USA

On October 26-28, 2021, a working group of the Arctic Council for Sustainable Development (SDWG) will meet in Moscow to discuss SDWG projects and further work plan. The Roscongress Foundation is the operator of all events within the framework of the Russian chairmanship of the Arctic Council.

Participants will discuss the progress of current projects and proposals for new ones. Among the questions: improving the sustainability of the Arctic ecosystem; preservation of the Arctic architectural heritage; assessment of the situation with COVID-19 in the Arctic and its impact on public health; digitalization of the linguistic and cultural heritage of the indigenous peoples of the Arctic; development of a cluster of Arctic food innovations; remote energy systems; use of hydrogen energy in the Arctic; solid waste disposal in Arctic communities; preschool and school education; gender equality; shipping, as well as the project of the international mammoth Center in Yakutia.

This is the second meeting of the working group on sustainable development during Russia's chairmanship of the Arctic Council in 2021-2023. The SDWG session will traditionally bring together representatives of the Arctic Council member countries (Denmark, Iceland, Canada, Norway, Russia, USA, Sweden and Finland) and observer organizations: the Arctic Athabaskan Council, the International Association of Aleuts, the International Council of Gwich'ins, the Circumpolar Council of Inuit, the Association of Indigenous Peoples of the North, Siberia and the Far East of the Russian Federation.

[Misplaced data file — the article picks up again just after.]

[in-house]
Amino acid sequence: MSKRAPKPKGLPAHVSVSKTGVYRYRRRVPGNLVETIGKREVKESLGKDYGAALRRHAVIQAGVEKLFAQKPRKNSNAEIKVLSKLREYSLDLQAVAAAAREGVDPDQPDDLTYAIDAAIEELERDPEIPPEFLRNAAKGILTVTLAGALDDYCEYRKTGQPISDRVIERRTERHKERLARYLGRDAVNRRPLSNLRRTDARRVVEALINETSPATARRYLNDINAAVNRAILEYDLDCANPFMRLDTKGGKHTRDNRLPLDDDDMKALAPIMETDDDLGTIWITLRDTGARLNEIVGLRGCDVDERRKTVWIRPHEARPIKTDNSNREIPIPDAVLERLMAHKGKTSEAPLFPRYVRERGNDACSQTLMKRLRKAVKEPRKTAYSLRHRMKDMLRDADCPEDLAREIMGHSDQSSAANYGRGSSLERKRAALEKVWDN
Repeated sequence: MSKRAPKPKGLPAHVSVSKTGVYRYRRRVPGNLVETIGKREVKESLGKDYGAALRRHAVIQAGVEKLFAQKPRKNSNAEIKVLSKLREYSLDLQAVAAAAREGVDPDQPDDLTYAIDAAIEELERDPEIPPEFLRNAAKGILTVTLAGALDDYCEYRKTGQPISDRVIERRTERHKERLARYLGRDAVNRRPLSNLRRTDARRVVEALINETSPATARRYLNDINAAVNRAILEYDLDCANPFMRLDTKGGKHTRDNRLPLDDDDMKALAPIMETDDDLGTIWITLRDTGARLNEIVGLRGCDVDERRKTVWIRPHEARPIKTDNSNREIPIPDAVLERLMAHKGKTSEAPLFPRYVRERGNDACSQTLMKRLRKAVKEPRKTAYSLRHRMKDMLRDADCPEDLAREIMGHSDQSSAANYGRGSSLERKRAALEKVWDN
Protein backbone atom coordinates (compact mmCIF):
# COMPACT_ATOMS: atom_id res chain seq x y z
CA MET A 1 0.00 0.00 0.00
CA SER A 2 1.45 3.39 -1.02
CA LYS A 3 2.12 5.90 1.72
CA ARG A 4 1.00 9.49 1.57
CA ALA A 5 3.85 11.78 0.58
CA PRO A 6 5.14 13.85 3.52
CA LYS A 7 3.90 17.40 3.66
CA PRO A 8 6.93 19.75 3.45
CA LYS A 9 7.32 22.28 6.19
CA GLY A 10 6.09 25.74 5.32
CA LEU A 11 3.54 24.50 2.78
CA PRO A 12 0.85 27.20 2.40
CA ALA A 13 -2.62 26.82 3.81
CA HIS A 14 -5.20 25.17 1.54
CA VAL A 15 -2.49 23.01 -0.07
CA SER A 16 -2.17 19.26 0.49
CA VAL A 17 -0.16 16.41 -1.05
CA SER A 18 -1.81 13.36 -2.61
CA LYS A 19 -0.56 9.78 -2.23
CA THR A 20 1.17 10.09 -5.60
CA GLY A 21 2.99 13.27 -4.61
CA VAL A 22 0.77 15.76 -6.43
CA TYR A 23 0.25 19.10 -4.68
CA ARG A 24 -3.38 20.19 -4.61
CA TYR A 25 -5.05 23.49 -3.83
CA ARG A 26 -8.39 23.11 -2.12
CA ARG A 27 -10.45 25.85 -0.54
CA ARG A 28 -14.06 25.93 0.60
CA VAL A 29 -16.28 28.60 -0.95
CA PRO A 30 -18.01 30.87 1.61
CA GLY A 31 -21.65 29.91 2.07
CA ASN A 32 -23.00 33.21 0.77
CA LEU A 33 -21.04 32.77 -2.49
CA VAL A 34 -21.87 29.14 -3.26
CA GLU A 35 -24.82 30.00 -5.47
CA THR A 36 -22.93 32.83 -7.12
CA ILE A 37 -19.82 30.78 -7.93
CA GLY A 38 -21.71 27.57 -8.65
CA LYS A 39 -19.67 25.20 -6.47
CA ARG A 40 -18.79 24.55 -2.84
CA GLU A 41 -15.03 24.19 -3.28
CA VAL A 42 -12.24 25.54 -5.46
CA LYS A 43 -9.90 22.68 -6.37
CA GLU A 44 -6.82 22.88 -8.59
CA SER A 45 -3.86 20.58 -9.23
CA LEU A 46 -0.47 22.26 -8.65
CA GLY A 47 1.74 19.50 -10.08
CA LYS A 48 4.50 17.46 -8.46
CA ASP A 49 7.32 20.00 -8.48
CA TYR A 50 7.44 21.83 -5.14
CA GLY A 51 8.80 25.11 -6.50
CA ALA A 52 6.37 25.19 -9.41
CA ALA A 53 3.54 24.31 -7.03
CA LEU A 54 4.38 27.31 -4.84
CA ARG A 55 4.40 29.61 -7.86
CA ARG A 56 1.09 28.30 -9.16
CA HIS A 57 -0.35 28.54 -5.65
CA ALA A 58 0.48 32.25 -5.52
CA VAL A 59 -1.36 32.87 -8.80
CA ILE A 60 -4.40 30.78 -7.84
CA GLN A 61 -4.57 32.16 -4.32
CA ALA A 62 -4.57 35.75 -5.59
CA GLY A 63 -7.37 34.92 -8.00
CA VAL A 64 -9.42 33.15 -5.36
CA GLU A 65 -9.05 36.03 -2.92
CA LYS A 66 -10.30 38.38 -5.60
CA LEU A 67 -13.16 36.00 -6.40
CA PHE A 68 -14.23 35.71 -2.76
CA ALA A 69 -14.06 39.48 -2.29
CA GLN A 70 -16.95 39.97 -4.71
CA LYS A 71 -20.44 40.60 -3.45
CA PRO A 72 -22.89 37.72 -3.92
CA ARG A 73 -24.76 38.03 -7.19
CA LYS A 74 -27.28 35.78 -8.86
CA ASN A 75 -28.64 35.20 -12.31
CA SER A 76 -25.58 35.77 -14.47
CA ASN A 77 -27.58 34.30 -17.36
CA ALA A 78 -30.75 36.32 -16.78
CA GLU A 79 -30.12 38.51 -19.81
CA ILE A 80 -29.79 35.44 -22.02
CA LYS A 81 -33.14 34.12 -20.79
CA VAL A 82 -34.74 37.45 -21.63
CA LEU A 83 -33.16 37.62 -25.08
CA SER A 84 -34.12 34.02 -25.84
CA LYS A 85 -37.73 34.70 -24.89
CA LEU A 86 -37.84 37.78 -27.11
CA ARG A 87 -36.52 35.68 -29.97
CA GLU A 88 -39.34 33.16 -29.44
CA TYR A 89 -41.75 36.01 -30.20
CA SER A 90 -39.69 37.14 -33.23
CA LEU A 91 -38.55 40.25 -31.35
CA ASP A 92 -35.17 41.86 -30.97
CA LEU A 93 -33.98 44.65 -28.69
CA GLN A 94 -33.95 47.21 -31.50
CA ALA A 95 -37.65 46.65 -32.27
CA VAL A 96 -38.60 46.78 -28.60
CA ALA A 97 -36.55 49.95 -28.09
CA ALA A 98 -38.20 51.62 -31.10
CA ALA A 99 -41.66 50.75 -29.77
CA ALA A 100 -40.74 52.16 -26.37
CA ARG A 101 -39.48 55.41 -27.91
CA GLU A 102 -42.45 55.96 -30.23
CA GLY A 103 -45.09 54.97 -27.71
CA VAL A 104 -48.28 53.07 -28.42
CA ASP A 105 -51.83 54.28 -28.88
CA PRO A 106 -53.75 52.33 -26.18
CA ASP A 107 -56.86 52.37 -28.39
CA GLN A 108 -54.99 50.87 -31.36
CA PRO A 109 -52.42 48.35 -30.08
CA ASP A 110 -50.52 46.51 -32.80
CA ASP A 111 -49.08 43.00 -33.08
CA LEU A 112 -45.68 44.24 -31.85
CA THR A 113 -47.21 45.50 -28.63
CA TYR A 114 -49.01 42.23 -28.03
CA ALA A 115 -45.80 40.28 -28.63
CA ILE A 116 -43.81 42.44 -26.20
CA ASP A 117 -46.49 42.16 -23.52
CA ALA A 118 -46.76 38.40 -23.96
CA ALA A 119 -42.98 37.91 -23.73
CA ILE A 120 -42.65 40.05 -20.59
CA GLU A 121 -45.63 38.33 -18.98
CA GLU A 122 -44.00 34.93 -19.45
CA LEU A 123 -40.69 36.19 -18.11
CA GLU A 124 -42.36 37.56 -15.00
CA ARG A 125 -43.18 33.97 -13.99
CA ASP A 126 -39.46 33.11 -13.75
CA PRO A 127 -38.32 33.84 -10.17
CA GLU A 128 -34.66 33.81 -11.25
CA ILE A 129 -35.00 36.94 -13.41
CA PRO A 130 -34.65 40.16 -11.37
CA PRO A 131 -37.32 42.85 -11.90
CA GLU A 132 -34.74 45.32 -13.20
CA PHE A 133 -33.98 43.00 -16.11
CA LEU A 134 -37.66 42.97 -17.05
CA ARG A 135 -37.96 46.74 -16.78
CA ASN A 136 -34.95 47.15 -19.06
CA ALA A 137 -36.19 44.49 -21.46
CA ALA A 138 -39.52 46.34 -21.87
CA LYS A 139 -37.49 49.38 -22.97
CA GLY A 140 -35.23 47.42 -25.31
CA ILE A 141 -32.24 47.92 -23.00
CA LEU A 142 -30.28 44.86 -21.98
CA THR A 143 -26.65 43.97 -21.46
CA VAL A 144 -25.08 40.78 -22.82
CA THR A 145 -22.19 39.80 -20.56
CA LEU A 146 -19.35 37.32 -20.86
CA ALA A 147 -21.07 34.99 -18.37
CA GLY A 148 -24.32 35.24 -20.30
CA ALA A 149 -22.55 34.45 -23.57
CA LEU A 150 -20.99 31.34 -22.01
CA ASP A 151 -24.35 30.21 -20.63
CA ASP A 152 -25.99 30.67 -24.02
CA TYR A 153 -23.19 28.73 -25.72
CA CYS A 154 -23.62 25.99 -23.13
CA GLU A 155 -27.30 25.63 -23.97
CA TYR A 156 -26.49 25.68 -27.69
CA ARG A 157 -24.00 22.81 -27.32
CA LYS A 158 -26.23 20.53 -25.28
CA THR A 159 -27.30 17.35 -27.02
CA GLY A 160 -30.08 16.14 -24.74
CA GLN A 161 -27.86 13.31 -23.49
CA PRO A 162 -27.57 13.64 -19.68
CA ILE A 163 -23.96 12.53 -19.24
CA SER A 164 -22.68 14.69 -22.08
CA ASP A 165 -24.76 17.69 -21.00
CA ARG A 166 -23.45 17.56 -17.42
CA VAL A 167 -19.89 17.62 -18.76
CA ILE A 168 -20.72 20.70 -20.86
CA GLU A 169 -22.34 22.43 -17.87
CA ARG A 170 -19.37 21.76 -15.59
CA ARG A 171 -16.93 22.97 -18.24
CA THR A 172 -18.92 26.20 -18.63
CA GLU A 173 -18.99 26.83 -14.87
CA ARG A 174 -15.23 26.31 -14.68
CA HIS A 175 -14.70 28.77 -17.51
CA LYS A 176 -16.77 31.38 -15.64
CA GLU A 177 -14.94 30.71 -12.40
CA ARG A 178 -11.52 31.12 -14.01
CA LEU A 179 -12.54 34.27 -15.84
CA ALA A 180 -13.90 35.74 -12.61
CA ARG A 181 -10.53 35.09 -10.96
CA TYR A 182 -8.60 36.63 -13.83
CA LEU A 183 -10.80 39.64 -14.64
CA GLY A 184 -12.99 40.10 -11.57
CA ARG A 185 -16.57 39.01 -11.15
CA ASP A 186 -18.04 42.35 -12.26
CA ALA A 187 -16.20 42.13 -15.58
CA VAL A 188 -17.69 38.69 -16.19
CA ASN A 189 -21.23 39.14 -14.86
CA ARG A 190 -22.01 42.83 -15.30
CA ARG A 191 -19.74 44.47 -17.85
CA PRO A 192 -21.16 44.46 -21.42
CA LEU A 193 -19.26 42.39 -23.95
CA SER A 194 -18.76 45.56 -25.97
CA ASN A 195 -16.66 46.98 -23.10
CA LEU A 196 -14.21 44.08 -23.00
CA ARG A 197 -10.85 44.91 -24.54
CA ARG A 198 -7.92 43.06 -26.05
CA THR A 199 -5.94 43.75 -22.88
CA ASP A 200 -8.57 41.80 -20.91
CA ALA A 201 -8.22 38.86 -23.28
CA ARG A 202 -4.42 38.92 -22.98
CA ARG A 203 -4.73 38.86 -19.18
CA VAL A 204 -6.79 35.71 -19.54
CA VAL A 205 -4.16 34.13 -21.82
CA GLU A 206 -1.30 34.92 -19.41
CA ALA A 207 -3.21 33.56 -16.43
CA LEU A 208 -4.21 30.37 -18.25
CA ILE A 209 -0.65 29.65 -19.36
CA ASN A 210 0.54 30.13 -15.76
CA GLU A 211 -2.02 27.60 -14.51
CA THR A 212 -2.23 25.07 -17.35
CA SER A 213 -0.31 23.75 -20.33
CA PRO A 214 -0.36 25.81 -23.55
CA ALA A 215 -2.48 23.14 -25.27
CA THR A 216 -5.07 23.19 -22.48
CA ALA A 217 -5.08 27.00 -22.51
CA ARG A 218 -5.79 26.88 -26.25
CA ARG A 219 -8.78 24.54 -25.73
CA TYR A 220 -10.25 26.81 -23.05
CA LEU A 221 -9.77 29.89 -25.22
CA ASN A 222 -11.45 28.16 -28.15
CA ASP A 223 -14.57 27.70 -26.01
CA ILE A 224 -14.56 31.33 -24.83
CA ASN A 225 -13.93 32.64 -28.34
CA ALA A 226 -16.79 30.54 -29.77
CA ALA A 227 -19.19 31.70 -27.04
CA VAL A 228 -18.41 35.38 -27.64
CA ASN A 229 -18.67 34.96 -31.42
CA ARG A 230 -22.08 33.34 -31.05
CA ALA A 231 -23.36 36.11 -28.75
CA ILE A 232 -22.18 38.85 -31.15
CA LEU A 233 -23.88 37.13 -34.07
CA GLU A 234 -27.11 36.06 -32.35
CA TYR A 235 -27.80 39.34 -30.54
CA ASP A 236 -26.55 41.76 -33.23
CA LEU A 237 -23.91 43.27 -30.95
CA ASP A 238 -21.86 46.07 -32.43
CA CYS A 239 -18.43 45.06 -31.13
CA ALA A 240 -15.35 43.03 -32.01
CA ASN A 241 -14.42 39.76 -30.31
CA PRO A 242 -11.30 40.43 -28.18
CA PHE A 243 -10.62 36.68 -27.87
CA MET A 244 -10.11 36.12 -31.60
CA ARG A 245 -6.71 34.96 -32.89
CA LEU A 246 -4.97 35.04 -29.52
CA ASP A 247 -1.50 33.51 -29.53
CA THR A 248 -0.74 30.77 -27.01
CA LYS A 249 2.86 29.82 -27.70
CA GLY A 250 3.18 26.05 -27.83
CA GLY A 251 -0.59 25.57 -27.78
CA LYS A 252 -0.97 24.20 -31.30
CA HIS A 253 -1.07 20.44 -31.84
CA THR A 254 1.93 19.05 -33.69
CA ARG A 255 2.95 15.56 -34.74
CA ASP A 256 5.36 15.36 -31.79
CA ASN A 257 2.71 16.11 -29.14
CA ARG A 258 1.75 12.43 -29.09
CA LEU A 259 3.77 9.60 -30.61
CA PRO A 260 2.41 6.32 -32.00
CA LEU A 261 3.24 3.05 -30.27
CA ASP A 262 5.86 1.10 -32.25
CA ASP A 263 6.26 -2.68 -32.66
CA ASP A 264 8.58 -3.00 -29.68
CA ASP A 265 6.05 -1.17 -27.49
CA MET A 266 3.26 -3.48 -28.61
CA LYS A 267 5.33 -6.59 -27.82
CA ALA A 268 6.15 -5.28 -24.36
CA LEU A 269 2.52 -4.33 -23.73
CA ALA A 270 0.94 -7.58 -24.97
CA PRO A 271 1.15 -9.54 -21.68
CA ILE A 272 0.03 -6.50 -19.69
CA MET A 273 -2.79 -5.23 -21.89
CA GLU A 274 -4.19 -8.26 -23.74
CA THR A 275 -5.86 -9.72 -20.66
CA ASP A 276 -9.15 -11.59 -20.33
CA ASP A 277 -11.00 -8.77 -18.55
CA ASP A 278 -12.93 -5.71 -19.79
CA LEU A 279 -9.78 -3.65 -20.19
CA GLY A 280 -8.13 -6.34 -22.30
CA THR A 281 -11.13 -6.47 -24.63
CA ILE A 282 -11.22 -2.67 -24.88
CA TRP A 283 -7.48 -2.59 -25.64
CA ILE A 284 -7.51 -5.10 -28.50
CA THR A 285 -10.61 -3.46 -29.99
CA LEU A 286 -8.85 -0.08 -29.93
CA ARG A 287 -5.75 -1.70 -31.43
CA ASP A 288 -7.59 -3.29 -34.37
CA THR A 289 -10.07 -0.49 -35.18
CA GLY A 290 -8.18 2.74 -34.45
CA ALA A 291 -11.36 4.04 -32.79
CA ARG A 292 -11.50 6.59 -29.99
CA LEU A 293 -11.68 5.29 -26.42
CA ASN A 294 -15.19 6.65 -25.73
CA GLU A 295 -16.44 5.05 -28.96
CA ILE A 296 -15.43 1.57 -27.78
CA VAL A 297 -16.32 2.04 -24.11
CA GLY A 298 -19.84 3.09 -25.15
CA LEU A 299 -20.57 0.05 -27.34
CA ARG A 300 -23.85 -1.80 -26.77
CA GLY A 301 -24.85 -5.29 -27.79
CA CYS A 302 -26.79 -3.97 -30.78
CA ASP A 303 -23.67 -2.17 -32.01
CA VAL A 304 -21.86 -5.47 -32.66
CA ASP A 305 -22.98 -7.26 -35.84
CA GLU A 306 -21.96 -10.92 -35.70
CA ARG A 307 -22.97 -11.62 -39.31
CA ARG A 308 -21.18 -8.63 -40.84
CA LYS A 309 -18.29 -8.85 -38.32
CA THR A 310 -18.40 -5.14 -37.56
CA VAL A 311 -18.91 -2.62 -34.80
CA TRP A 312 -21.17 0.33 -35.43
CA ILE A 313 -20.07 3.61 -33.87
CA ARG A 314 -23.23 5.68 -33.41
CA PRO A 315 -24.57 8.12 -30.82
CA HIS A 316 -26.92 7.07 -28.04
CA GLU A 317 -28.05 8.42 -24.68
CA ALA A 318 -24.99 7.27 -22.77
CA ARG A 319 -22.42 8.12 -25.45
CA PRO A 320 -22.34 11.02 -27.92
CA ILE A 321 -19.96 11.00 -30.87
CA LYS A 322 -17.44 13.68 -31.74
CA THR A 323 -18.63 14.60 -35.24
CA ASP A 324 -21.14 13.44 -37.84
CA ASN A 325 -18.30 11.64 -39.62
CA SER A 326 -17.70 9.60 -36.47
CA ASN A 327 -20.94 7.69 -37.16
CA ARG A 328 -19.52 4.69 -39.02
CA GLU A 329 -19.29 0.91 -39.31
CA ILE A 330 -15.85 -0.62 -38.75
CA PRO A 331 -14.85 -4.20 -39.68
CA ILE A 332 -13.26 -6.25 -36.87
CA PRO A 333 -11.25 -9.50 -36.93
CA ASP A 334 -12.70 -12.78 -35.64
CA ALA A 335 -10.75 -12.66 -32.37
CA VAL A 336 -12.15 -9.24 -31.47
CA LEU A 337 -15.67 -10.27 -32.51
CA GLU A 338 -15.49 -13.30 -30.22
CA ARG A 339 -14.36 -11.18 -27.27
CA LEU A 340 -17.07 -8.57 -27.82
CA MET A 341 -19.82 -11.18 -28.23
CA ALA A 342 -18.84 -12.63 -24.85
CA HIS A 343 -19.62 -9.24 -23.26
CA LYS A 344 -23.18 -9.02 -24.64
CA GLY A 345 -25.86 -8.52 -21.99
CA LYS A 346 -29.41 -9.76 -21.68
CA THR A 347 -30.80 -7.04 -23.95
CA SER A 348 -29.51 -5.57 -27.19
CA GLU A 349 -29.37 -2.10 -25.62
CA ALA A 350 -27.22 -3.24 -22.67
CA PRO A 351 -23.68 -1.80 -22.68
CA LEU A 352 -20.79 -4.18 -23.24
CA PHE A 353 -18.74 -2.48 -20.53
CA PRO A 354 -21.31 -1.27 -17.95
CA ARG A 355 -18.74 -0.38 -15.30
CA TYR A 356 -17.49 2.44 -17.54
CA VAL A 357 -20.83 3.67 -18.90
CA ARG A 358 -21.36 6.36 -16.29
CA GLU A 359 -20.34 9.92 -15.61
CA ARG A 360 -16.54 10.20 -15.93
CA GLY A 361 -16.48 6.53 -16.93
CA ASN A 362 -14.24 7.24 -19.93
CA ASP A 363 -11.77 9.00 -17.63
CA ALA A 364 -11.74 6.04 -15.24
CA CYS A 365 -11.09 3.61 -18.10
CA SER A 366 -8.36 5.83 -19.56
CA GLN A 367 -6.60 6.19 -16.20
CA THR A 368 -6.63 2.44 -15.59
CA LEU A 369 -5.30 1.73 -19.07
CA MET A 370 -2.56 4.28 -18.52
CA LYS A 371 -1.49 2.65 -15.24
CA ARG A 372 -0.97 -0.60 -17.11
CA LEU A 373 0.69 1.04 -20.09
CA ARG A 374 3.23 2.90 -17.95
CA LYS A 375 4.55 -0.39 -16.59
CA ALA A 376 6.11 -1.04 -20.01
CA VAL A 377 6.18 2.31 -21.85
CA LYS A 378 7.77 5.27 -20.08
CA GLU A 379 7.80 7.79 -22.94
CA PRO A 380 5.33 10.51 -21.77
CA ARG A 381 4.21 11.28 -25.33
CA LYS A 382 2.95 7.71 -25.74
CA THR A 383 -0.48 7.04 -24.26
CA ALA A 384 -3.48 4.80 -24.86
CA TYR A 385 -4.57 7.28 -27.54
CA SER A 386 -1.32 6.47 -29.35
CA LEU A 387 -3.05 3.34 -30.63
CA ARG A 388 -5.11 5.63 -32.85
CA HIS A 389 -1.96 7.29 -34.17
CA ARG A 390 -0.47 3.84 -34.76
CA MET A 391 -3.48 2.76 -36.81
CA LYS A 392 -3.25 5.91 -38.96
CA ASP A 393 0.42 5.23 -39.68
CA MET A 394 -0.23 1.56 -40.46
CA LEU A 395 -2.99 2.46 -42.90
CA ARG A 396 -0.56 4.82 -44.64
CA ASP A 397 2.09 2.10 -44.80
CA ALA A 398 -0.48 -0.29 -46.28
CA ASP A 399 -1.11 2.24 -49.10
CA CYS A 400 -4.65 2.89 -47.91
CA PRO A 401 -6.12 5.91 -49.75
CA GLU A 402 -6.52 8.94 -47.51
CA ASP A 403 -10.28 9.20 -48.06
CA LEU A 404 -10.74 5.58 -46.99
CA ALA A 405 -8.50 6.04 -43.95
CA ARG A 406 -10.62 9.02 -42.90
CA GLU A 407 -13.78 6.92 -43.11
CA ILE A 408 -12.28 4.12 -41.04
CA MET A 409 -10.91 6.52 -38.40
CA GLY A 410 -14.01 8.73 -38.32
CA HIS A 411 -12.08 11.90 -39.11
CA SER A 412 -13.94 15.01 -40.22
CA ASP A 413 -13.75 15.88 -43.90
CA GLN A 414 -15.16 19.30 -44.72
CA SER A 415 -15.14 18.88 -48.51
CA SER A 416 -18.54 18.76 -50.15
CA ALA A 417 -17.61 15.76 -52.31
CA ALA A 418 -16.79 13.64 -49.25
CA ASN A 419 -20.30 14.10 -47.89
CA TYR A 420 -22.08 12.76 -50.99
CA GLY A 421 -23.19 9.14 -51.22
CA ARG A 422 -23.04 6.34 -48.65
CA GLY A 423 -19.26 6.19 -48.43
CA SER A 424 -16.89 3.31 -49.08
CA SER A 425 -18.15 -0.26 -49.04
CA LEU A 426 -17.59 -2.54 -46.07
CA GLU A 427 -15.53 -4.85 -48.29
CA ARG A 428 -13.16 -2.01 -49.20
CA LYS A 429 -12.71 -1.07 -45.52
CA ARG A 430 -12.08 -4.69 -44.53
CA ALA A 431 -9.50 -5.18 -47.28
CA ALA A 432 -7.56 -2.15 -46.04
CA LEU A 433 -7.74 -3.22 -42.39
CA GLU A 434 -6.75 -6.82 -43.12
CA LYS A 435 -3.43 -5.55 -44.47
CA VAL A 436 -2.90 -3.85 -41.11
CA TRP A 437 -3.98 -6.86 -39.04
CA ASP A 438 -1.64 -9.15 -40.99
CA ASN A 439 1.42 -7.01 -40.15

The Arctic Council member states discussed initial work to implement priorities of the newly adopted 2021-2030 Strategic Plan held at the level of senior officials.

According to the press service of the Russian Foreign Ministry, the council’s first executive meeting under the Russian Chairmanship was held in a hybrid format at the Permanent Representation of the Republic of Sakha (Yakutia) to the President of Russia in Moscow on June 29-30.

“During the two-day event, the Senior Arctic Officials and Permanent Participant Heads of Delegation focused on the steps to be taken to implement the Reykjavik Declaration, which was adopted by the ministers of the eight Arctic states during the Arctic Council Ministerial meeting in May 2021, as well as initial work to implement the priorities of the newly adopted Strategic Plan,” the press release says.

The next meeting of the Senior Officials and a plenary session of the Arctic Council will be held in Salekhard in November 2021.

The Arctic Council is the leading intergovernmental forum promoting cooperation, coordination and interaction among the Arctic States, Arctic Indigenous peoples and other Arctic inhabitants on common Arctic issues, in particular on issues of sustainable development and environmental protection in the Arctic.

In the program of the chairmanship of the Arctic Council in 2021–2023, Russia will use an inclusive approach to managing the Arctic region, said Nikolai Korchunov, Ambassador-at-Large of the Russian Foreign Ministry for International Cooperation in the Arctic, senior official in the Arctic Council.